In recent years, PWD enthusiasts have been able to come up with many versatile looks for their portuguese water dogs. Sometimes, it’s even hard to imagine that it is essentially the same dog. In the show ring, not a few observers have mistaken a Portie for a poodle!
When it comes to coat type, there are two acceptable kinds. The wavy coat is said to be more in keeping with tradition, but this does not make any less acceptable the second type, which is the curly coat. Curly coats are maintained to be shorter than the wavy type. But fussing over a PWD coat for show will lead nowhere since its coat importance is rated at 5%, while that of the poodle is 60%. True appreciation of the Portie begins by acknowledging it as of the working breed, and not for glamor.
More interaction with Portuguese water dogs will lead to the observation of coat variations, like very tight curls to nearly straight. Blow-dried hair that is straight looks artificial, so the coat needs to be presented in a natural wave.
Let’s have one interesting trivia before we turn to coat color. Imagine meeting a Portie with a curly head but a wavy front (sometimes it takes a few years for the definitive coat type to show). So, will it turn out completely wavy, or curly (never both)? The key to deciding which coat type the dog is, is to look at the lustre of the coat. Curly coats will not shine, while wavy coats do.
The only allowable PWD colours of the coat are: all-black, black and white, brown, brown and white, and all-white. The dogs with white markings are consistent with the “Irish Markings” concept, which is the same genetic pattern with which boxers, for example, are colored. Thus the Portie can also be capable of dramatic looks, despite having working (and not show) roots.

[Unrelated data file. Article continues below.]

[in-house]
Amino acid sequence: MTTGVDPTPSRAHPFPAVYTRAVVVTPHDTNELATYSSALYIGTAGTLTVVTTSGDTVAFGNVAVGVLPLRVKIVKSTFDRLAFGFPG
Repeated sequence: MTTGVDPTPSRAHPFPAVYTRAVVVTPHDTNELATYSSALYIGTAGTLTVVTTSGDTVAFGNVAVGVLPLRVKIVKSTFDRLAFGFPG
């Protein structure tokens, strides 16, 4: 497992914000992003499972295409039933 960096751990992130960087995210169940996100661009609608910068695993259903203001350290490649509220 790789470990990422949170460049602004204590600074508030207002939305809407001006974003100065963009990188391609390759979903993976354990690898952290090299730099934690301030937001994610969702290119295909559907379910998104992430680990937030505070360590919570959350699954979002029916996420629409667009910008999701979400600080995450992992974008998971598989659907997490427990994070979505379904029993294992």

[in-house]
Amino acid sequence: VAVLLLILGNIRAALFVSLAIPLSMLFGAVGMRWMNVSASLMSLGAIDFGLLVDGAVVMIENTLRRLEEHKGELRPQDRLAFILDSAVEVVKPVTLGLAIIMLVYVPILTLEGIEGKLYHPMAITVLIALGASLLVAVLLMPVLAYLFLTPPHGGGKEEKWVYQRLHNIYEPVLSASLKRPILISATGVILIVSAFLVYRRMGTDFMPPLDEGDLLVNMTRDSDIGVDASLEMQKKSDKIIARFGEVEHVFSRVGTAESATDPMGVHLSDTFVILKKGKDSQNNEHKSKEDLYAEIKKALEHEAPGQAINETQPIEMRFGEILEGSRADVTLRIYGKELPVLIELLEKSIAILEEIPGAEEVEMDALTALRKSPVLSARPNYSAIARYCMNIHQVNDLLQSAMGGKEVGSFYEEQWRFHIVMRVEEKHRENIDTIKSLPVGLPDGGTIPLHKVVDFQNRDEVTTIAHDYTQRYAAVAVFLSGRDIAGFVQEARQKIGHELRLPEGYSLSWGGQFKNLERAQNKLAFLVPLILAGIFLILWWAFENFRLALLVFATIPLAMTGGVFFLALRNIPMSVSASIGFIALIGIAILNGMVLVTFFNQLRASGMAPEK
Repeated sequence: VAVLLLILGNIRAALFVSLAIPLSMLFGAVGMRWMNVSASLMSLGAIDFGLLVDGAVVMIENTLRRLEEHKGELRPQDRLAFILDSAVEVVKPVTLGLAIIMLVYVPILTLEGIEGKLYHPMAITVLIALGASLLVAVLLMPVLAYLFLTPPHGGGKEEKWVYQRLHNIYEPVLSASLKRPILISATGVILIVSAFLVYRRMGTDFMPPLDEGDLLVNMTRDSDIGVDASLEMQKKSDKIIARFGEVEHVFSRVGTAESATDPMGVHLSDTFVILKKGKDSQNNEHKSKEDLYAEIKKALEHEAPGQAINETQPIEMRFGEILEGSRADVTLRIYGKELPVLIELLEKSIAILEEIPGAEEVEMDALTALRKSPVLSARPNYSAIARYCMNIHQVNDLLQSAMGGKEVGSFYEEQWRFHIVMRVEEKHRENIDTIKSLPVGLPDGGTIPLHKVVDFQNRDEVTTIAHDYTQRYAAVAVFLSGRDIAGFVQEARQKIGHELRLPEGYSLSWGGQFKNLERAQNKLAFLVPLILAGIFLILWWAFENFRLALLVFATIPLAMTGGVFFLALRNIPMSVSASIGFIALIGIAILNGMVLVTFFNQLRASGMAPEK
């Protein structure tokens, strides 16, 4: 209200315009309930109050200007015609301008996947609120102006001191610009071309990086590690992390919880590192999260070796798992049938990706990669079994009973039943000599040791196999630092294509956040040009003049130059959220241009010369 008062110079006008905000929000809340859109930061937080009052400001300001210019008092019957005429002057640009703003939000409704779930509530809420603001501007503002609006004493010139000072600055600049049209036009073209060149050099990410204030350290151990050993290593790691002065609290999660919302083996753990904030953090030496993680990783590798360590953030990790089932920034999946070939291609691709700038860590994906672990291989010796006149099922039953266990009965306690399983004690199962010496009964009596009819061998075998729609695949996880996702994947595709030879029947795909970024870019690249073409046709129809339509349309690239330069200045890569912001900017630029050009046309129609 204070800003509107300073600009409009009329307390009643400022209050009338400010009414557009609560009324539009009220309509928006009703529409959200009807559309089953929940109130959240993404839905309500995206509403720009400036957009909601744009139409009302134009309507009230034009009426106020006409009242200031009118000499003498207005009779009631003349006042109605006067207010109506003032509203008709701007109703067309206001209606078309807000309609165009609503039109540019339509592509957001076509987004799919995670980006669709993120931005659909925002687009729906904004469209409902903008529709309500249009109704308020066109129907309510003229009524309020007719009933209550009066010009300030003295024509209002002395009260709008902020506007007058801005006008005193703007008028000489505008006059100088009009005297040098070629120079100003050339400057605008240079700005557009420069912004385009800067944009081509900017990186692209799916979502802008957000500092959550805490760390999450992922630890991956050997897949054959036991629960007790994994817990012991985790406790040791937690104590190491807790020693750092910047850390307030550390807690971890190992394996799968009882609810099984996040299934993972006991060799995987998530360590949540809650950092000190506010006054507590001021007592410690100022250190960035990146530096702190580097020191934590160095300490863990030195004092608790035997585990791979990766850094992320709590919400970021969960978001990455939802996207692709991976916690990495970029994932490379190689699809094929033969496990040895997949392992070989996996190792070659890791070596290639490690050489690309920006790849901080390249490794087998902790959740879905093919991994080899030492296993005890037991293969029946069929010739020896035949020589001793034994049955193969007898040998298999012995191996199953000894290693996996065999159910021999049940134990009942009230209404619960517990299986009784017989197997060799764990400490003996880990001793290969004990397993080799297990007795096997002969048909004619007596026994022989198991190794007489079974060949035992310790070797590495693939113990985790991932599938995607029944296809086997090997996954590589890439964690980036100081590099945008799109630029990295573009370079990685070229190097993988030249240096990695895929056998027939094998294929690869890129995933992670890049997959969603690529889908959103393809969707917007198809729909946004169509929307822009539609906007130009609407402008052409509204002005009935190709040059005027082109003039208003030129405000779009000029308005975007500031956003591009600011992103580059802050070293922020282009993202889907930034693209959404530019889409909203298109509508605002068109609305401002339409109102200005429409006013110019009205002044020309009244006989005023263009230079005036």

Variations from the preceding guidelines are found in the US, with ticking being seen in a small number of dogs. Even “parti-colours” make it to shows, too. While this scheme is a no-no in most parts of the world for the show ring, there is no way to stop dog owners from wanting a harlequin-like PWD the moment they see one.
The fading gene has been observed as prevalent among brown Portuguese water dogs. The puppies most of the time come out bearing a rich brown color, only to fade out to being an ordinary light brown, or mixed brown color as they approach their second year.
One downside to browns with this tendency is that when they are bred to blacks, the fading gene surfaces among the black offspring. Some breeders try to maximize the opportunity by claiming a “silver” color, when the fact is that the dog is a faded black. Brown dogs also tend to carry a lighter eye, which can then replicate itself when bred to black dogs providing puppies with a yellowish eye tinge.